to redesign planting free. Make smaller parking spaces, narrower
roads. We planted a ribbon of gold into Philadelphia. Miles of improvement, trellises
for vines for birds, fostering existing native species, grasses, woody plants.
Trash collected in them. A local Travel Agency is paying for trash collection.
We have instituted a program with volunteers who are taught restoration techniques
22 weekends a year. We have a cooperative program with the Pennsylvania Prison
System which grows native species. Volunteers dip the roots in fish emulsion
and hydrogel and plant them on steep slopes with a 99% survival rate. Landscapes
can be totally changed. We have 2,000 acres in public/private partnerships. The
requirement is an informed public.
To stop erosive runoff, recreate many small infiltration basins: 1,000 little
puddles are recreated in West Lincoln Park to replace those that were taken away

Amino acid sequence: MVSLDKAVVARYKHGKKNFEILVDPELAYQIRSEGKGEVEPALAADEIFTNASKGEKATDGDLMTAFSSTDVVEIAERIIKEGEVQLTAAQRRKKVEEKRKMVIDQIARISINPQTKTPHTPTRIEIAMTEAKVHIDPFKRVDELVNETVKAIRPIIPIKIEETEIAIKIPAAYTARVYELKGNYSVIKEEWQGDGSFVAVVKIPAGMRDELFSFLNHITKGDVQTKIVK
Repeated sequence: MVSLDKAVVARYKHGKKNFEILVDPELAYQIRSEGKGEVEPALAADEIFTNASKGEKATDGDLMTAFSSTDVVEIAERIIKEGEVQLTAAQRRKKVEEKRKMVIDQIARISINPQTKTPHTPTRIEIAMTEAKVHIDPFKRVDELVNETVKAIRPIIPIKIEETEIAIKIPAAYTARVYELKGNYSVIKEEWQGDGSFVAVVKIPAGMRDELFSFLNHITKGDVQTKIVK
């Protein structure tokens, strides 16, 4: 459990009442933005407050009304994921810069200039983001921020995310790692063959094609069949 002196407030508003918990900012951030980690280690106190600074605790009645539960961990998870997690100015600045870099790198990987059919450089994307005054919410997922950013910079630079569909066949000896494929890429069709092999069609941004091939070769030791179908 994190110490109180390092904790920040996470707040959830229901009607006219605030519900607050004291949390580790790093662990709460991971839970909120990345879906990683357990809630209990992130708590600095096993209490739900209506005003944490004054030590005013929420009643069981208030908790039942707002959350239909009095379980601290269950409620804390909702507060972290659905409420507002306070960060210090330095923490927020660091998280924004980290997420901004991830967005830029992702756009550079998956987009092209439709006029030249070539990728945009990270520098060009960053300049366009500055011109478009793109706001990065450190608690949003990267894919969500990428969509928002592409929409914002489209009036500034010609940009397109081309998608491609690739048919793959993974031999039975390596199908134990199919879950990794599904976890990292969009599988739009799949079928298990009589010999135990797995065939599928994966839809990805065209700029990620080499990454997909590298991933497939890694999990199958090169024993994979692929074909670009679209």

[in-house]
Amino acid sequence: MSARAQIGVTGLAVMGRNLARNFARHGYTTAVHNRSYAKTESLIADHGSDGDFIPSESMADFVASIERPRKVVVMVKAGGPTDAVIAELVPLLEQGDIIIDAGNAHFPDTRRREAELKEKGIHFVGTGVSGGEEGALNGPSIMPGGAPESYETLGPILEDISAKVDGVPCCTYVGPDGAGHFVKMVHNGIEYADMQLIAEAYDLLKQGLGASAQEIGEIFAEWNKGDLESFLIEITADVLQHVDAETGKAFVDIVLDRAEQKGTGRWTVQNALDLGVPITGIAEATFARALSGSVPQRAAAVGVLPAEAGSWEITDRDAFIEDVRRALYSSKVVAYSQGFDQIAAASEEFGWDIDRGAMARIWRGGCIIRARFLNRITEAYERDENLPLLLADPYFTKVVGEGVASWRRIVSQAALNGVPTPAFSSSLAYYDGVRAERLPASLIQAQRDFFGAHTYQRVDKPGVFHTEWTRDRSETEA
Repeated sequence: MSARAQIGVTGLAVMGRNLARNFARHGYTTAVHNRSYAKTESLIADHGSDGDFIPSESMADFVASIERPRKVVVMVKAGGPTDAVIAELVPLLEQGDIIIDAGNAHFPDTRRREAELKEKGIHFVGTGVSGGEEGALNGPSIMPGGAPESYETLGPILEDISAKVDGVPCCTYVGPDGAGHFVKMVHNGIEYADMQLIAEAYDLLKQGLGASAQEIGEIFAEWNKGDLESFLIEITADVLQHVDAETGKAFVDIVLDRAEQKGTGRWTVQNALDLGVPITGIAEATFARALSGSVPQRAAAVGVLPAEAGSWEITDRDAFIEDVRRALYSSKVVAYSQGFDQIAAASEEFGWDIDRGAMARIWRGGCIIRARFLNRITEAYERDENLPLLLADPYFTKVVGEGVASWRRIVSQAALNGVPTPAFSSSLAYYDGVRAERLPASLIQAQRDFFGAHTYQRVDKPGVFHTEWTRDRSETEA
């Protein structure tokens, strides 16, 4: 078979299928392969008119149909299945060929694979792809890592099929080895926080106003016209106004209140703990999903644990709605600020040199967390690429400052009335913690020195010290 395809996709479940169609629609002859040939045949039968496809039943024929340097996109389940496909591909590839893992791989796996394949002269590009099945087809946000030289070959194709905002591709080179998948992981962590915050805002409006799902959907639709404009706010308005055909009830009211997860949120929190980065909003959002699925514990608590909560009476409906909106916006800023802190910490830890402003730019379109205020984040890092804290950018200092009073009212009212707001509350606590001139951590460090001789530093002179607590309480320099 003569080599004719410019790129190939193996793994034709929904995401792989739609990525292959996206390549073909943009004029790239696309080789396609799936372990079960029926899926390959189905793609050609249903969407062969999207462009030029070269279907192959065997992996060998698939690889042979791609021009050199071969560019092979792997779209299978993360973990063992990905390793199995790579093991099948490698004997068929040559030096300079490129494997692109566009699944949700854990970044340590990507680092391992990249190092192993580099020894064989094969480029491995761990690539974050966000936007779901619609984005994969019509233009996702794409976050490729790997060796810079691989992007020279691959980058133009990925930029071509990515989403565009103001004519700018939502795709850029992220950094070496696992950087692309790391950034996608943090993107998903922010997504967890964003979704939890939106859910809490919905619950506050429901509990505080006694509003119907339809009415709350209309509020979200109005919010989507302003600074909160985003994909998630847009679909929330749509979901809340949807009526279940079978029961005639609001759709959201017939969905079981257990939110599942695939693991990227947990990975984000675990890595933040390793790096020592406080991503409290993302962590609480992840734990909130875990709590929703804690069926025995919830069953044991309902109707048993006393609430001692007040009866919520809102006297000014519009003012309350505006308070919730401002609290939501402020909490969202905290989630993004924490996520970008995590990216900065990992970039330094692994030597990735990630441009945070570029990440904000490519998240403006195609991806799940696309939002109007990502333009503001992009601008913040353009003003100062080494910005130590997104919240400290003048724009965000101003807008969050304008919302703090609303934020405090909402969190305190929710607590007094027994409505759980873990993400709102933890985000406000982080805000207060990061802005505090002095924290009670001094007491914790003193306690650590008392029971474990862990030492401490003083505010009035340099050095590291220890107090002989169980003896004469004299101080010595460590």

when the land was leveled. To control erosion in the streambanks, we cut fresh
brush (dogwood, black willow) and stuck it into the banks in rows. They help
hold the water and within 3 months have grown so successfully that you have a
lush growth of shrubs which will resist a fast flow.
A stream corridor can be brought back without riprap. Set up turf drainage-ways,
which take the rainfall into tiny forest areas. Fibersheen, a product made from
coconut waste that takes 5-6 years to rot, is used to form a large hollow 'sausage
roll'. Filled with plants (60 species/30 volunteers), and anchored along the
stream bank it will stay in place until the plants have grown and protect the
stream bank against the flow of current.
You can't solve living problems with dead materials. Depaving, de-bulkheading
is what we have to do. Every one of us has to take every opportunity to take
back the landscape, make a habit of restoration, plant aquatic species, stop
the ferocious velocities caused by impervious surface runoff. Corporate executives
will buy into something new. "I'll sell a titmouse, what the hell", said one